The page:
Between functionality and aesthetics, architecture appears to be struggling in striking a balance. But Oshinowo, a Principal Architect at cmDesign Atelier (cmD+A) said “architecture must have a purpose.”

On African content, she warned that it does not necessarily has to be visual like creating native motifs or signs. She also noted that the environmental factors are crucial in defining African contents, “particularly ventilation in a tropical setting.”

Between the Nigerian architectural space and creative contents in public buildings, designers seem to have blurred the importance of art in visual context. Quite a lot of public buildings are desolate of art contents. For Oshinowo who has been involved in designing spaces for LagosPhoto Festival, her involvement in a current project at the ongoing Maryland Shopping Mall promises to make a lot of difference. “As architect, we are sculptors as well,” she noted while displaying soft images of artist, Dudu Emmanuel’s sculpture Give n’ Take, a 10 x 8 meter piece as part of embellishments for the mall.

“Everybody in the project wanted to celebrate Nigerian contents,” Oshinowo disclosed.” Also involved in the Maryland Mall “is designer, Jade Folawiyo who brings ankara design for the lighting installation.”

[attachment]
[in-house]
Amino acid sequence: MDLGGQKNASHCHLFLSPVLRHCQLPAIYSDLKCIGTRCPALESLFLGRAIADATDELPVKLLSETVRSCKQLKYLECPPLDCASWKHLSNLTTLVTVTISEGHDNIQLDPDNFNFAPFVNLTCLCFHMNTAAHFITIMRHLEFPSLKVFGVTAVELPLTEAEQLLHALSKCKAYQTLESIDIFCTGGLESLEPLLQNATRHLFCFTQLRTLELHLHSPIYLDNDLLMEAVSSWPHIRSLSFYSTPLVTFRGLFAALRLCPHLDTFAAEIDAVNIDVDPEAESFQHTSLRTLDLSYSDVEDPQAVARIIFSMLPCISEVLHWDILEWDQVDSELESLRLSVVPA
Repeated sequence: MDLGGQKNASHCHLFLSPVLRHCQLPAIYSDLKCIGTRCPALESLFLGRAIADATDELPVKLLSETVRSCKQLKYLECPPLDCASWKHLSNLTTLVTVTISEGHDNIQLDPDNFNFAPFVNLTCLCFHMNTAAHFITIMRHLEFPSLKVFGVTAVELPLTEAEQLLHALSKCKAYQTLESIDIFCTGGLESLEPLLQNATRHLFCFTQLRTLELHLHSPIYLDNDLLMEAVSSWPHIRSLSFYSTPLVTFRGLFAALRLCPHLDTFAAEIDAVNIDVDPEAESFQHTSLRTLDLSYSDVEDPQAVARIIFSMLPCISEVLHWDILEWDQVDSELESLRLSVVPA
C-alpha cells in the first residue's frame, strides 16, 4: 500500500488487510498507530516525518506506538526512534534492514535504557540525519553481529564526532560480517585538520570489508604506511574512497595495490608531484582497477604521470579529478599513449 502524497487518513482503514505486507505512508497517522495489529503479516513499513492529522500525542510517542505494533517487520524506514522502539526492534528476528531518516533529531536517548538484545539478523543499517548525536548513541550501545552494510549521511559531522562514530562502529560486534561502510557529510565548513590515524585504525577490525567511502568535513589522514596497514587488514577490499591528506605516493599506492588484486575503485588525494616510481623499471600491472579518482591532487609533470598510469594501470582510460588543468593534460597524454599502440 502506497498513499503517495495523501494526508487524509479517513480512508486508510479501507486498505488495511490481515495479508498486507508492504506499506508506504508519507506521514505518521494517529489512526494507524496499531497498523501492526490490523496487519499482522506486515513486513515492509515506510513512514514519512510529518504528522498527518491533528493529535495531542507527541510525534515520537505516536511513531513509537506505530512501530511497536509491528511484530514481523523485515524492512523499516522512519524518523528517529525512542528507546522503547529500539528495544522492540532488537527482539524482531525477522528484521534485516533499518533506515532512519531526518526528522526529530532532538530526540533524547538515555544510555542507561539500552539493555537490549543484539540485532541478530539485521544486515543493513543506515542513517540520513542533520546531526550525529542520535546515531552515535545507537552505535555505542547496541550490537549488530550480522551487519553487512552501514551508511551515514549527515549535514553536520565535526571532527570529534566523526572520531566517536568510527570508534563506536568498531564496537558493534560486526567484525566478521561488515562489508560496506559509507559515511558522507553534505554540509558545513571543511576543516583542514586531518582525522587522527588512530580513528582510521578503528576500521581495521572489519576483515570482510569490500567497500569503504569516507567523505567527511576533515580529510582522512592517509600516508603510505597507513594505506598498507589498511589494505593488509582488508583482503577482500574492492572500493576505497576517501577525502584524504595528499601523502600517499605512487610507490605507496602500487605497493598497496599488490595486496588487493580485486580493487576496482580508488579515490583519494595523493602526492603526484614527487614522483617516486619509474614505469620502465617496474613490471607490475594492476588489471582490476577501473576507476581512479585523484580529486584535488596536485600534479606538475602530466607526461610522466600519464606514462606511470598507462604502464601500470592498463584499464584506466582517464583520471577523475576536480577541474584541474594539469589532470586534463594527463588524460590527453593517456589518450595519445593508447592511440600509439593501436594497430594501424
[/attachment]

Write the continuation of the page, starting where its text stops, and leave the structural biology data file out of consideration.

For Omotayo, art has not been far from his design principles. In fact, he is the designer of two of the new generation art galleries in Ikoyi: Rele, at Onikan and Mode, Parkview Estate. “The architect forgets that he is first of all an artist,” Omotayo argued and explained that “a building is though functional, but spiritual and art in content.”

Via workshops and exhibitions, AAND members hope to engage young architects and other professionals in promoting the group’s definition of African design contents.

From the architects’ bios: Oshinowo is a registered architect in Nigeria and since 2012 has been Principal Architect at cmDesign Atelier (cmD+A), an architecture design practice based in Lagos.

She completed her architecture education at the prestigious Architecture Association London and also holds a Master’s Degree in Urban Design from the Bartlett School of Architecture, University College London.

Oduwwole, a graduate of the University of Nottingham, his career was shaped by experience in leading UK firms such as Sir Michael Hopkins & Partners, Benoy and Sheppard Robson where he designed and executed award winning projects. He returned to Nigeria as founding partner at Brown in, before leaving to start SI.SA.

A RIBA graduate of the Welsh School of Architecture, Cardiff University, UK. Omotayo’s focus and current portfolio can be defined as an architecture searching to redefine a pragmatic African modernism through collaboration with contemporary artists. Papa desires to work with a strong focus on context, culture and nature, creating architecture that tries to give a little meaning to the everyday, beyond the realms of form, function and even technology.